THE Supreme Court today has a new chief justice and there is a fresh opportunity to turn the page on hyper judicial activism.

For the legacy of retired chief justice Saqib Nisar, who doffed his robes yesterday, can be encapsulated in one phrase: judicial overreach. And like many would-be saviours before him, his tenure has left institutions considerably weaker than they were when he arrived on the scene.

Populist grandstanding is inimical to systemic reform. In fact, Mr Nisar’s high-visibility forays into hospitals, filtration plants, prisons, etc, as a one-man vigilante squad and his public humiliation of elected officials and bureaucrats have injected a certain paralysis into public-sector functioning.

If anything, his interventions may have exacerbated institutional decay. Some of his actions bordered on the bizarre, eg ordering PIA not to change its livery or embarking on a fund-raising drive for the construction of the Diamer-Basha dam — even suggesting that due process could be avoided by litigants if they contributed to the dam fund.

One can concede that the former chief justice gave voice to public disillusionment with the state of governance by elected representatives, and raised the profile of some issues that deserve urgent attention, such as water scarcity and population control.

Read more: Judicial independence is vital for democracy but judicial activism can be counterproductive

However, in so doing, he recast his constitutional role to an unprecedented degree; an unelected individual wading into the political realm and intruding in the executive domain on the pretext of enforcing fundamental rights.

Meanwhile, he squandered the opportunity to overhaul a shambolic judicial system in which nearly 2m cases are currently pending. That would have done far more in the long run to ensure people’s rights than did his scattershot approach, exemplified by an unbridled use of suo motu powers by the apex court during the retired chief justice’s tenure.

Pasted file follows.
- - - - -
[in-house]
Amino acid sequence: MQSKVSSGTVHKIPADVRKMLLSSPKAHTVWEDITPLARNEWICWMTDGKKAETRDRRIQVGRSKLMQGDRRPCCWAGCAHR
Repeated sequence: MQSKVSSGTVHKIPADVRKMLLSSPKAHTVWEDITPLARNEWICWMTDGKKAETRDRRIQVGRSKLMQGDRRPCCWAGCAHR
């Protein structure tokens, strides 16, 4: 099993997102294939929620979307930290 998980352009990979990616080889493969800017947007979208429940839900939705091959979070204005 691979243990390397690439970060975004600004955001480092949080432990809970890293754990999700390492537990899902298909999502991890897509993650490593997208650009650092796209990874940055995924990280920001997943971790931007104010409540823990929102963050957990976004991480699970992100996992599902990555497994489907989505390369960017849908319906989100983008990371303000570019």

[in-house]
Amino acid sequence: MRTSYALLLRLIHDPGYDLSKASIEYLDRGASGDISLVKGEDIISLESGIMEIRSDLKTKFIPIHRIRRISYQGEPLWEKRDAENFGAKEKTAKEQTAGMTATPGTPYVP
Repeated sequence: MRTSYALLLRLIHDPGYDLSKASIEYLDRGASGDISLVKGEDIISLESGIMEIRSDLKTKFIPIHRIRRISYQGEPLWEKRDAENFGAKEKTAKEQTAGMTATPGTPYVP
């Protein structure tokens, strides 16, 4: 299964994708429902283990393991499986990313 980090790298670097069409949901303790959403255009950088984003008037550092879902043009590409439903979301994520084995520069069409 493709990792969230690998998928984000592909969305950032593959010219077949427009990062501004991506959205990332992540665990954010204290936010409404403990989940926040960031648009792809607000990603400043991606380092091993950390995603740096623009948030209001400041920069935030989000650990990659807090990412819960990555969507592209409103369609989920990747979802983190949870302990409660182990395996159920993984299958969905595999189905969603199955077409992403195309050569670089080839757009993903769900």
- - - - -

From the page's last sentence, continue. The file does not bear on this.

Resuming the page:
A constitutionally mandated intervention reserved for the Supreme Court, which is indicative of its exceptional nature, Article 184(3) has certainly corrected some flagrant human rights abuses in the past.

In Mr Nisar’s hands, however, it introduced unpredictability and an unseemly ad hoc-ism into the judicial system. Consistency and the perception of the court as a neutral arbiter of the law enhance the perceived quality of justice, even as controversy degrades it.

But the winds may be shifting. Only a few days before Mr Nisar’s retirement, Supreme Court Justice Mansoor Ali Shah declared void the former chief justice’s order reconstituting a bench of the Peshawar judiciary in the middle of a hearing.

Yesterday, at the full court reference in honour of the outgoing judge, his successor, Justice Asif Saeed Khosa, who will be sworn in as chief justice today, said that suo motu notices would be taken “sparingly” and that he would like to “retire the debt of pending cases”.

One would certainly welcome a return to judicial restraint, and a start to the hard work — done quietly and determinedly — towards comprehensive judicial reform.

Published in Dawn, January 18th, 2019

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